Opening hours of grocery stores and supermarkets during Easter 2024

🟢 Saturday, March 23: Regular opening hours.

🔴 Sunday, March 24 (Palm Sunday): Closed. (Norwegian supermarkets are closed on Sundays.)

🟢 Monday, March 25: Regular opening hours.

🟢 Tuesday, March 26: Regular opening hours.

🟢 Wednesday, March 27: Regular opening hours; expect crowded stores.

🔴 Thursday, March 28 (Maundy Thursday): Public holiday. Almost all shops, including supermarkets and retail stores, will be closed. 

🔴 Friday, March 29 (Good Friday): Public holiday. Almost all shops, including supermarkets and retail stores, will be closed. 

🟠 Saturday, March 30 (Easter Eve): Shops usually operate on a restricted schedule, often closing by 4 pm (16:00).

🔴 Sunday, March 31 (Easter Sunday): Public holiday. Almost all shops, including supermarkets and retail stores, will be closed. 

🔴 Monday, April 1 (Easter Monday): Public holiday. Almost all shops, including supermarkets and retail stores, will be closed.


All pictures in this article were generated by Chat-GPT. However, I think it captured the spirit of Norwegian Easter perfectly. 🍊⛷️☀️


Norway’s supermarkets are Always closed on Sundays

If you find yourself in Norway on a Sunday hoping to do some shopping, you might be in for a bit of a surprise. Norway’s unique and strict rules about Sunday shopping make it a little different from your average day out. Generally speaking, most shops are closed on Sundays and public holidays, so grabbing groceries or picking up souvenirs might not be on the day’s agenda.

However, there’s a silver lining! Small kiosks, gas stations, and grocery stores under 100 square meters can open their doors on Sundays and on public holidays, so if you’re in need of some essentials or a quick snack, you’re in luck. Just remember, these places tend to be pricier than your usual grocery store.


Grocery stores in tourist hotspots might be open

Now, here’s where it gets interesting: some places in Norway are designated as “tourist municipalities.” These areas have been given the green light to keep stores open on Sundays because they successfully argue that they’re hot spots for visitors.

If you’re in one of these places, you can shop to your heart’s content, whether for clothes, souvenirs, or anything else. The catch? Not every tourist destination has this status, and it can be hard to tell which is which without much research. Plus, just because shops can open doesn’t mean they will—owners get to decide if they want to open their doors on Sundays.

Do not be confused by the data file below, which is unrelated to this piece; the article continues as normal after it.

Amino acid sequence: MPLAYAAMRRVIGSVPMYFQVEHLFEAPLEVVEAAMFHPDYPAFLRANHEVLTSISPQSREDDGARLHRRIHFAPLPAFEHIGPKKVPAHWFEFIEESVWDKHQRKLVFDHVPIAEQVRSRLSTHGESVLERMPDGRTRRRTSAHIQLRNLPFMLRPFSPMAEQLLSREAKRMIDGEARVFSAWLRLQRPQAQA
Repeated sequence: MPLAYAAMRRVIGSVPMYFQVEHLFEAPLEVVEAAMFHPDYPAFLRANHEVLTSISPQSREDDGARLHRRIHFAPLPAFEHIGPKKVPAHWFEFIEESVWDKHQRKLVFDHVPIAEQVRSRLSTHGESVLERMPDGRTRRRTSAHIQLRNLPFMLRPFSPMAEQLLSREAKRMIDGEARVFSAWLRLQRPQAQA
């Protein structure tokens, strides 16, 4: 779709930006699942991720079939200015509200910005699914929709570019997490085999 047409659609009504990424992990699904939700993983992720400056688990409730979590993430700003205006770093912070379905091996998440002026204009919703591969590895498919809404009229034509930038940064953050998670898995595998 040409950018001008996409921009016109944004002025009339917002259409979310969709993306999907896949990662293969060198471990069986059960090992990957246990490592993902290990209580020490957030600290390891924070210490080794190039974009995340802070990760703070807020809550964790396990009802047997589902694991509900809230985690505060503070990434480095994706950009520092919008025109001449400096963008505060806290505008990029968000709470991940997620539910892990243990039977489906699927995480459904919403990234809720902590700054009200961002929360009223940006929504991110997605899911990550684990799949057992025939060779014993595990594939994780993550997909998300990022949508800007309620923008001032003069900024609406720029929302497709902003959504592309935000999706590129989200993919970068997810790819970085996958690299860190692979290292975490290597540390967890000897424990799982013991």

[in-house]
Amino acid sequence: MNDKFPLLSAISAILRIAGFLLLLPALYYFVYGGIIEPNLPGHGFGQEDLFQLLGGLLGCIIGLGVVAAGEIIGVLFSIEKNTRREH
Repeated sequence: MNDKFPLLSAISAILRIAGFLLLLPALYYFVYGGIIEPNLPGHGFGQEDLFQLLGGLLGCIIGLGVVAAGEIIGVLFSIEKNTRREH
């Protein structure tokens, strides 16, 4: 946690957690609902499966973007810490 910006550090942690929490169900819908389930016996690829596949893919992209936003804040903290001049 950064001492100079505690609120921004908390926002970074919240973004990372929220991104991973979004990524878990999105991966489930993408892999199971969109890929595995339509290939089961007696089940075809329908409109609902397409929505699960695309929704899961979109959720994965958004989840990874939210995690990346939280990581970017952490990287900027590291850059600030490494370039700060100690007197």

Restaurants might or might be not open

But don’t worry, not everything’s closed! Restaurants are more than happy to welcome you with open arms and regular hours on Sundays and some even during public holidays.

So even if the shopping scene’s quiet, you can still enjoy a lovely meal out.

Test yourself! How many famous Norwegians do you know?

Buying Alcohol during Easter in Norway

In Norway, purchasing alcohol, especially those with a higher alcohol content than 4.7%, is regulated differently than in many other countries.

Vinmonopolet, the government-owned alcohol retail monopoly, is the only store where you can buy wine, spirits, and all beverages with an alcohol content higher than what’s permitted in grocery stores. 

This means for anything stronger than light beer, you’ll need to plan a visit to one of the Vinmonopolet outlets.

During Easter, Vinmonopolet, Norway’s official retailer of wine and spirits, adjusts its opening hours to accommodate the holiday period.


Opening hours for Vinmonopolet during Easter 2024

🟢 Saturday, March 23: Regular opening hours.

🔴 Sunday, March 24 (Palm Sunday): Closed.

🟢 Monday, March 25: Extended opening hours for some stores.

🟢 Tuesday, March 26: Extended opening hours for some stores.

🟠 Wednesday, March 27: 10:00 am to 4:00 pm.

🔴 Thursday, March 28 (Maundy Thursday): Closed.

🔴 Friday, March 29 (Good Friday): Closed.

🟠 Saturday, March 30 (Easter Eve): Open from 10:00 am to no later than 3:00 pm (Hammerfest Vinmonopolet is closed).

🔴 Sunday, March 31 (Easter Sunday): Closed.